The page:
The importance of control panel design cannot be understated. Industrial control panels allow you to manage the utilities and features of both hardware and software systems which comprises a range of control settings to manage the user interface, display, and more. All components need to be composed correctly and optimized to ensure the best performance. Just by taking a look at a control panel, it will be immediately obvious whether it’s been well organized or whether it can use some improvements. This will ensure that any engineer who works on it won’t have to scour through the system in order to find the correct motor controls, switches, relays, disconnects, or circuit protection devices. In this blog, we’re going to take a look at what comprises a good control panel.
Component Placement And Layout
With any control panel, it’s important that components and component groups are organized in a functional and logical way. For example, components with a high voltage rating should be placed at the top of the panel because most control panels have a main incoming power disconnect switch near the top right. As you move down the control panel, power components will have a lower voltage level.
In order to facilitate easy troubleshooting, power distribution components should have a breaker for the specified power level to the left, followed by distribution breakers, fuses, and terminals. This will keep things consistent, organized, and reflects the hierarchy in schematics. Adequate space should be left between groups to allow for easier expansion if necessary.
Below the power distribution components, you should have I/O terminals and PLC racks. First and foremost, since components at the top are higher voltage, they’re putting off more heat, meaning you should keep sensitive components or heat-sensitive components near the bottom. This allows the majority of the heat to escape towards the top of the control panel. Another reason to keep these components at the bottom is due to the field instrument I/O wiring that is usually brought in towards the bottom of the control panel. This makes it much easier when I/O terminals are located at the bottom.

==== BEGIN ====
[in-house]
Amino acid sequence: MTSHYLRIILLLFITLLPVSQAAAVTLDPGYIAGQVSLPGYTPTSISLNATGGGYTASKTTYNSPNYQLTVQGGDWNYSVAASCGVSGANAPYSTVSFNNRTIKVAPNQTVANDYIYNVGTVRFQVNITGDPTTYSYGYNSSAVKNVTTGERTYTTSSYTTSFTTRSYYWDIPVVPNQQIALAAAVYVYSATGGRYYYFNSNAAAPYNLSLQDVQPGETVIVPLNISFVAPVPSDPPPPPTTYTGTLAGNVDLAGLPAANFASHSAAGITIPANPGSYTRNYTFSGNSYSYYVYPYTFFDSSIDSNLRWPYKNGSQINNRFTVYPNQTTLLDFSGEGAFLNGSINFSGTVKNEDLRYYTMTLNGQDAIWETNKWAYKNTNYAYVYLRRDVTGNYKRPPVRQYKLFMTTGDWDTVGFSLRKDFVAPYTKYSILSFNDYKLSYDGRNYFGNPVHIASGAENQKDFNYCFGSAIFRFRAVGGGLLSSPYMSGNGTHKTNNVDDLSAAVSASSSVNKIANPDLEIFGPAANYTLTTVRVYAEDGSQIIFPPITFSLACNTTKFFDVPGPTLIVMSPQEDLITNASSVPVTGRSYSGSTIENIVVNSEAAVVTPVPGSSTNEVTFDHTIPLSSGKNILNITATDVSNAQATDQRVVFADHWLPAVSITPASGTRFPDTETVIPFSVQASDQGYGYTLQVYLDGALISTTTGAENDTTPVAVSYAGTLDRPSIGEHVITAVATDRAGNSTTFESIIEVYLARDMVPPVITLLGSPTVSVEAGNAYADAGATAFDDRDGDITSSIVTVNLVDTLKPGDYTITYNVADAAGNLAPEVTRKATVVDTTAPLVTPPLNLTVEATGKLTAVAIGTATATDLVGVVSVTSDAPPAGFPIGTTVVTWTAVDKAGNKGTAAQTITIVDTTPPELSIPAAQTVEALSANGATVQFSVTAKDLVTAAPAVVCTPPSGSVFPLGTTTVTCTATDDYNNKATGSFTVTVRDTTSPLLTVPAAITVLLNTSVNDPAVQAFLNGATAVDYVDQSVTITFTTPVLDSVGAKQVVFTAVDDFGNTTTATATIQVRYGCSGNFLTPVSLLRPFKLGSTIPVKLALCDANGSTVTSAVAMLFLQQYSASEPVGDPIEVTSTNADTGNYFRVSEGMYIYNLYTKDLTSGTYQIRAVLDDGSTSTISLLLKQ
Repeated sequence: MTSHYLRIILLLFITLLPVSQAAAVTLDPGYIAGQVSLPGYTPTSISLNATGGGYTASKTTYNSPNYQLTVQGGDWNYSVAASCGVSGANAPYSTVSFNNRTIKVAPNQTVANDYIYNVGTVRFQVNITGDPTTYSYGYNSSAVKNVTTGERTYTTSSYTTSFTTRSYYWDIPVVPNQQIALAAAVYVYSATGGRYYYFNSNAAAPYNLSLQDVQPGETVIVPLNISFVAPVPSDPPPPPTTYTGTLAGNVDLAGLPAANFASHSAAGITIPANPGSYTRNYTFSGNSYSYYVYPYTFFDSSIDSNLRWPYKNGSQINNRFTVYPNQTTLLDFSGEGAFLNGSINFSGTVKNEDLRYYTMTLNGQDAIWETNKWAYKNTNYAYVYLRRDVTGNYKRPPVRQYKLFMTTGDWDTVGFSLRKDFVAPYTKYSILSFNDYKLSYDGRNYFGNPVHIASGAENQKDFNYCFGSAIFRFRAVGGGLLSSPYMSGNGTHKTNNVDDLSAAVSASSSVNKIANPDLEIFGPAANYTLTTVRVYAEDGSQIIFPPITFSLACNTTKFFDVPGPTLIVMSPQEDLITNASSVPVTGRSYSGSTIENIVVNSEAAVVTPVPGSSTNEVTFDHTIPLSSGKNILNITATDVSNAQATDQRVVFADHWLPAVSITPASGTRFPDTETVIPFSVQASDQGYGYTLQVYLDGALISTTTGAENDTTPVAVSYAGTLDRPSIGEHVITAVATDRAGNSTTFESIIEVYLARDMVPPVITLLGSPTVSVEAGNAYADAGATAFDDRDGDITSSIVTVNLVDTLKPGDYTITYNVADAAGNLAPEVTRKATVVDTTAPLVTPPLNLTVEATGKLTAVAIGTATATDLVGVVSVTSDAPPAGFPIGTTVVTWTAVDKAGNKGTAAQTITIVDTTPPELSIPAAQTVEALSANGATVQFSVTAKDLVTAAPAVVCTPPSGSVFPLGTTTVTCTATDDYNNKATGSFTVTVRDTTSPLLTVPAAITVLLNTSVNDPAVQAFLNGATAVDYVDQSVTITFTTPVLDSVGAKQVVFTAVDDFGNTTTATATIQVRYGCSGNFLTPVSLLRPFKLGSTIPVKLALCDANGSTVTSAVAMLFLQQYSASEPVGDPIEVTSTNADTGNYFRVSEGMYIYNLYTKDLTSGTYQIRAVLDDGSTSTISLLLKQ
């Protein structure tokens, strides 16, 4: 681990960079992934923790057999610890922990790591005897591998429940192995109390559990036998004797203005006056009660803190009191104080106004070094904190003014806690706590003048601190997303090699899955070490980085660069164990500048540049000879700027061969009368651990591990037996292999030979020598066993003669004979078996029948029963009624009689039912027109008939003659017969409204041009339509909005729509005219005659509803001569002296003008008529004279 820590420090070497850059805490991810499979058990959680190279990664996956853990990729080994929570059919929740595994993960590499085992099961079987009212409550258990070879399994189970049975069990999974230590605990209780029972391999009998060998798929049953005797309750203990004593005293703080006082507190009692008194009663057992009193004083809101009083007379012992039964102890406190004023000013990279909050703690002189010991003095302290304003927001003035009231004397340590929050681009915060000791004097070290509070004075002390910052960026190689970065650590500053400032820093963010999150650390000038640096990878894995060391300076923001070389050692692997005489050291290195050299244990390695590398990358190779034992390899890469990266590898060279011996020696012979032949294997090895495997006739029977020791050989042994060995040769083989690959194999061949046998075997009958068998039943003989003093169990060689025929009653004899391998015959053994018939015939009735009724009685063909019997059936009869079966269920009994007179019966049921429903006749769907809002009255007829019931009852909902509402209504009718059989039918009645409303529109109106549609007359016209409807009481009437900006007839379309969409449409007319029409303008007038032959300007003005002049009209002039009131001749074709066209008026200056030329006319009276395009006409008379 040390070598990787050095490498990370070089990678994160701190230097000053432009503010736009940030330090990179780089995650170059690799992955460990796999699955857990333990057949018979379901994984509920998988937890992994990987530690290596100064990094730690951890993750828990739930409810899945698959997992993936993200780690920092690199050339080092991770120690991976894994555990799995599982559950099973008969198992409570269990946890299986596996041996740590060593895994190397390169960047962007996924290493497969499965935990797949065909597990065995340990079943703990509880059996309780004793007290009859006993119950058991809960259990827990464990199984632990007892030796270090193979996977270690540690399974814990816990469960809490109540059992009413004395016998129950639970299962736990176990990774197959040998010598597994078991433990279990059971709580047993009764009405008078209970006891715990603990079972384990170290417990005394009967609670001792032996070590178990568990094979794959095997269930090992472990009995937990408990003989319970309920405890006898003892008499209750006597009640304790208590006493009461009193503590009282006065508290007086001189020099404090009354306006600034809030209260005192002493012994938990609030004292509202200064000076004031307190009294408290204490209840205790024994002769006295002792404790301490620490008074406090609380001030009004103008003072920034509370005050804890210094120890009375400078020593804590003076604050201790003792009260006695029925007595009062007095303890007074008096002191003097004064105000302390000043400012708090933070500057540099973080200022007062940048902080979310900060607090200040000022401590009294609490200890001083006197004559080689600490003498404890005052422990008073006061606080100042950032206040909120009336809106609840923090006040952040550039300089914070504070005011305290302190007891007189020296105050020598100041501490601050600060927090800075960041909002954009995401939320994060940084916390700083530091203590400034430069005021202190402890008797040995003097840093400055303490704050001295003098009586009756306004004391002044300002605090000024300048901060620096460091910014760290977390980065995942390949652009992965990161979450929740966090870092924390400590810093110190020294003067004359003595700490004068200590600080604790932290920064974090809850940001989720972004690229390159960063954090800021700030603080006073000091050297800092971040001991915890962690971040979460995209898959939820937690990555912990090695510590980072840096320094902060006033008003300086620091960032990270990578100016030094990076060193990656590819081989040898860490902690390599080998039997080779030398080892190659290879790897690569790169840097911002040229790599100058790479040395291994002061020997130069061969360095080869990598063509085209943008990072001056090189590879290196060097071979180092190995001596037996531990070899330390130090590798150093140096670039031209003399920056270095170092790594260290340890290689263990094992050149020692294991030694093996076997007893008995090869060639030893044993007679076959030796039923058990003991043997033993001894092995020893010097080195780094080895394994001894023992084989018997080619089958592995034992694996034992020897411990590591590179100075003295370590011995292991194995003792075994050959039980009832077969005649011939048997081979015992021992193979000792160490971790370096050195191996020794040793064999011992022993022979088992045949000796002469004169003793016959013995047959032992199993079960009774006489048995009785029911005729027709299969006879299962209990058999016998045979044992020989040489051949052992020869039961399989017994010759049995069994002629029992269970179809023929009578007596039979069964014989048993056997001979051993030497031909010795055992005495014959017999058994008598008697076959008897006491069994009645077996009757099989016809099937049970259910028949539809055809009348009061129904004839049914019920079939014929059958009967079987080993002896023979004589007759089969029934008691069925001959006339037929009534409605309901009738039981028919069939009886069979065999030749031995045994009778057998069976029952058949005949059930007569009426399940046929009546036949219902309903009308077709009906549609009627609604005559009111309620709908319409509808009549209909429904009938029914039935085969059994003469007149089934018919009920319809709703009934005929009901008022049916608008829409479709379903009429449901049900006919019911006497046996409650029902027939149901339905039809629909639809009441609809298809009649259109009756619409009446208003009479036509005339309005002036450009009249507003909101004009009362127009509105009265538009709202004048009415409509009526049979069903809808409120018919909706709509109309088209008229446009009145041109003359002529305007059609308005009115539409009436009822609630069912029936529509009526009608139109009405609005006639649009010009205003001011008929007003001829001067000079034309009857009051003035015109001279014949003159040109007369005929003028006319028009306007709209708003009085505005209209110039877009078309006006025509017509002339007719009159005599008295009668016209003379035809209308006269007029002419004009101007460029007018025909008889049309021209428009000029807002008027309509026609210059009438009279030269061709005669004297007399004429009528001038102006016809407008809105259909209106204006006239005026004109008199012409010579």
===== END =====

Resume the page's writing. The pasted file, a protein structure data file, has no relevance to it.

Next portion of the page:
Labeling is another important aspect of a good control panel design. When wiring, labels should be added to each of the wires. If there is power distribution wiring connected to a power distribution terminal, the wire should be labeled per terminal number. However, for non-PLC I/O wiring, the label is assigned according to the line number in the schematics. Wiring that connects to PLC outputs and inputs should have a label with a syntax that corresponds with the PLC address.
Power supplies, breakers, and other panel components are often labeled with abbreviated prefixes that identify the component. For example, “AC120” for 120VAC power distribution and “DI” for digital input. After that, a number is added to identify the terminal group.
Industrial control panels are designed to allow enough space between components, both horizontally and vertically. Horizontal space will allow you to add more terminals, distribution breakers, I/O terminals, PLC racks, and more. Crowded components will also create more heat concentration which is never helpful. Vertical space can be used to organize wiring.
In order to have a well-designed control panel, you’ll need the right amount and type of wireway. This will ensure that you have enough room for field I/O wiring and panel wiring to be routed to I/O terminals.
When wireway is designed correctly, it will be easy to terminate internal wiring to internal panel components. Assuming you will be adding more wiring in the future, you should make sure to leave room for this when the control panel is installed.
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